Save Money and Slim Down with Legumes

March 29, 2011

How to feed the family healthfully as we continue to see food prices rise? Try eating more legumes

As we continue to see food prices increase, here’s another way to save money while also boosting the nutritional profile of your meals… add legumes which are inexpensive, high in fiber (filling you up on fewer calories), calcium, iron, and also a great source of protein. Legumes include beans and peas, supermarkets now stock the usual navy, black, pinto and kidney to the more gourmet fava and cranberry bean. In the pea family, discover split peas or lentils, chick peas (garbanzo beans) and black eyed peas.

Combined these protein-packed choices with whole grains like brown rice, quinoa, or bulgur wheat, and you not only do you have a complete meal, but a full compliment of essential amino acids. Serve with a leafy green salad topped with colorful vegetables, think red, yellow and orange, for a well-rounded, healthy meal.

Another benefit of cooking with beans is their shelf-life. Kept in an airtight container, dried beans will keep for a long period of time. When purchasing and preparing, note that dried beans should exhibit good color and have no visible deformities. Many bean choices are also available canned, but be sure to check the ingredient listing for added ingredients like sodium and sugar.

Adzuki beans - small, round, reddish-brown legumes popular in Asian dishes. They are used to make desserts, such as red bean ice cream, and are great in soups.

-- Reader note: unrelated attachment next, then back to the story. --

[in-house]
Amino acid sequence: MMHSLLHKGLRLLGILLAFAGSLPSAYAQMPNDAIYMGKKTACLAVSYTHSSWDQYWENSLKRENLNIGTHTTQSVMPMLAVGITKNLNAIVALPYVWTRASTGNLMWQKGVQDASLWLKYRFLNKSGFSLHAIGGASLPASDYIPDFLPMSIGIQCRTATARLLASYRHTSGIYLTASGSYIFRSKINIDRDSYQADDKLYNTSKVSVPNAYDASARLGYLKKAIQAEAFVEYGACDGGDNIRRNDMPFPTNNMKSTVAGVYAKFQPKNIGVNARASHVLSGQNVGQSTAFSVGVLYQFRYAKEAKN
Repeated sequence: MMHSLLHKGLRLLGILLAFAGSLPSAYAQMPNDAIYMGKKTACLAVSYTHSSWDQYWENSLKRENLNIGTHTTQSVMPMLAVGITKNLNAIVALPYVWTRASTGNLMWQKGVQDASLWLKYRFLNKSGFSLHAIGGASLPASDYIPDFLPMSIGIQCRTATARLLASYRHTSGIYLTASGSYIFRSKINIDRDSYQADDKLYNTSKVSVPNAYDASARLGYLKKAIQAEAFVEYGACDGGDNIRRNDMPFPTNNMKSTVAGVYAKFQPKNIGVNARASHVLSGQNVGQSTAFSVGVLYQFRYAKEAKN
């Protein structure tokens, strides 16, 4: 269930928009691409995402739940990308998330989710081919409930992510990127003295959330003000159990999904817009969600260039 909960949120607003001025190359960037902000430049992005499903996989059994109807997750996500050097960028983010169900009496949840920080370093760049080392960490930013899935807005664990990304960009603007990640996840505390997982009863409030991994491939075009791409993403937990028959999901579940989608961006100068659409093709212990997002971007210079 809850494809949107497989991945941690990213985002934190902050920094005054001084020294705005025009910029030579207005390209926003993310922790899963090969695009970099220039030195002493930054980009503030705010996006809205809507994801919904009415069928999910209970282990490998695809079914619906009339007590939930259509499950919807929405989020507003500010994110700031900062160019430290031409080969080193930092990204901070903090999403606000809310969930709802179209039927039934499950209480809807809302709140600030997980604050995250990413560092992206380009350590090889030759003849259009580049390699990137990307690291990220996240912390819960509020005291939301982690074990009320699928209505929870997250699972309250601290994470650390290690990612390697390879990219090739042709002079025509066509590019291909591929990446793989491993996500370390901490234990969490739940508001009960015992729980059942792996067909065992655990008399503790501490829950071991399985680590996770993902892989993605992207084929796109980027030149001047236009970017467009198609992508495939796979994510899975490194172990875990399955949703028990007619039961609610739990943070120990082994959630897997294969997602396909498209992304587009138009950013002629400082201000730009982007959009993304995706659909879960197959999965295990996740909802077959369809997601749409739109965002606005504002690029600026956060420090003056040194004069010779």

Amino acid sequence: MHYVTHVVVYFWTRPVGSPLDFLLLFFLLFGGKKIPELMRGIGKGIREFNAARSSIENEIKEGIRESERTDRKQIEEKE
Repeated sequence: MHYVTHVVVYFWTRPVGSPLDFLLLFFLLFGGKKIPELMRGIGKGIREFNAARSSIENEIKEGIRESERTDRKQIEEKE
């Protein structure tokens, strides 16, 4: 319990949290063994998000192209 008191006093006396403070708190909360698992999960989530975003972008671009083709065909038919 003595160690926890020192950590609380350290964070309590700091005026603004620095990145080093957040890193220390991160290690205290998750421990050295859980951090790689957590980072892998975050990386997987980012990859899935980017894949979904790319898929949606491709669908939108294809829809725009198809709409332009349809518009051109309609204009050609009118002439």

Black beans - medium sized, oval beans with black skin and white flesh. Black beans are great in salsa, salads, and rice – and black bean soup, of course!

Black-eyed peas - medium sized, oval beans that are cream colored with a black dot. Very popular in Southern cooking, they can be served with rice or as a side dish, or in soups and dips.

Cannellini beans - white beans that hold their shape well and can be used in salads, sauces and stews – and make a great Italian white bean dip.

Chickpeas or garbanzo beans - medium sized, round beans that are beige and have a creamy texture. They can be made into hummus, or added to soups and salads.

Cranberry beans or shell beans - get their name from their varicolored appearance; white or cream in color with deep red or cranberry colored patterns, they turn light brown after cooking and are great as a side dish, in salads or with pasta.

Fava beans or Lima beans, broad beans and butter beans - work well in side dishes, soups, or salads.

Lentils - small, thin disk shaped that can be green, brown, red, orange, or yellow. The green and brown lentils hold their shape after cooking, while the red, orange and yellow lentils tend to dissolve. All lentils work well in salads, soups, curry dishes, dips and side dishes.

Mung beans - small, green legumes popular in Chinese cuisine - they are purported to have detoxifying effects - bean sprouts are sprouted mung beans.

Navy beans, Northern beans or Canadian white beans - small, white, oval beans used to make baked beans, soups, and stews.

Red kidney beans - medium sized, kidney-shaped beans that are dark red in color. They have a soft texture that works well in soups, salads, chilies, or rice dishes.

Soybeans - light tan or yellow when dried. They can be found in your supermarket’s freezer aisle as edamame - and are a great easy addition to any meal.

Split peas - small circular peas that have split into two halves. These peas can be green, yellow or orange in color. When cooked, they become very soft making them great for soups or curry dishes.